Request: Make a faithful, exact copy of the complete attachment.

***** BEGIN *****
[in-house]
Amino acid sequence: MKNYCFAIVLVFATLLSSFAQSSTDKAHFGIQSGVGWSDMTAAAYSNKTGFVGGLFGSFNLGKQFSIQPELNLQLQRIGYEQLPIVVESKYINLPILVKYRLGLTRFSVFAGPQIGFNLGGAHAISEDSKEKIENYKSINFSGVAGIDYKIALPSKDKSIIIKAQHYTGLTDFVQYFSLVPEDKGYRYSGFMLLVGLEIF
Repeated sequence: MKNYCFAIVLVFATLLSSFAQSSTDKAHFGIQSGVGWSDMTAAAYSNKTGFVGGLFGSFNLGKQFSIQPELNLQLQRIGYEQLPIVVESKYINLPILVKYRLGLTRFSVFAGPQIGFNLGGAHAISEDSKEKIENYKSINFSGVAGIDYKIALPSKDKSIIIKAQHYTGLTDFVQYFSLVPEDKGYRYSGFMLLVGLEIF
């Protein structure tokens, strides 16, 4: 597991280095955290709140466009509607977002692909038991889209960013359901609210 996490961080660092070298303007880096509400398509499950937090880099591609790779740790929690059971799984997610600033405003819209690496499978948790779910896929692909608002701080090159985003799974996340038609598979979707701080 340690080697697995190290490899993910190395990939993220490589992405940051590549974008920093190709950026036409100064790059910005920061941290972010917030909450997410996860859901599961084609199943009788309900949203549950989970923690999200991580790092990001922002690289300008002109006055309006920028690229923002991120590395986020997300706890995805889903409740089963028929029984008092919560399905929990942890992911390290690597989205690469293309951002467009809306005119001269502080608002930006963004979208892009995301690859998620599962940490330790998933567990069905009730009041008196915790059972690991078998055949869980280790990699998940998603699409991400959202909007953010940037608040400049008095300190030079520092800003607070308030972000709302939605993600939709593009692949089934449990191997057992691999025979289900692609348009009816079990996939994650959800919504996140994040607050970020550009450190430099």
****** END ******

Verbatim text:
[in-house]
Amino acid sequence: MKNYCFAIVLVFATLLSSFAQSSTDKAHFGIQSGVGWSDMTAAAYSNKTGFVGGLFGSFNLGKQFSIQPELNLQLQRIGYEQLPIVVESKYINLPILVKYRLGLTRFSVFAGPQIGFNLGGAHAISEDSKEKIENYKSINFSGVAGIDYKIALPSKDKSIIIKAQHYTGLTDFVQYFSLVPEDKGYRYSGFMLLVGLEIF
Repeated sequence: MKNYCFAIVLVFATLLSSFAQSSTDKAHFGIQSGVGWSDMTAAAYSNKTGFVGGLFGSFNLGKQFSIQPELNLQLQRIGYEQLPIVVESKYINLPILVKYRLGLTRFSVFAGPQIGFNLGGAHAISEDSKEKIENYKSINFSGVAGIDYKIALPSKDKSIIIKAQHYTGLTDFVQYFSLVPEDKGYRYSGFMLLVGLEIF
């Protein structure tokens, strides 16, 4: 597991280095955290709140466009509607977002692909038991889209960013359901609210 996490961080660092070298303007880096509400398509499950937090880099591609790779740790929690059971799984997610600033405003819209690496499978948790779910896929692909608002701080090159985003799974996340038609598979979707701080 340690080697697995190290490899993910190395990939993220490589992405940051590549974008920093190709950026036409100064790059910005920061941290972010917030909450997410996860859901599961084609199943009788309900949203549950989970923690999200991580790092990001922002690289300008002109006055309006920028690229923002991120590395986020997300706890995805889903409740089963028929029984008092919560399905929990942890992911390290690597989205690469293309951002467009809306005119001269502080608002930006963004979208892009995301690859998620599962940490330790998933567990069905009730009041008196915790059972690991078998055949869980280790990699998940998603699409991400959202909007953010940037608040400049008095300190030079520092800003607070308030972000709302939605993600939709593009692949089934449990191997057992691999025979289900692609348009009816079990996939994650959800919504996140994040607050970020550009450190430099």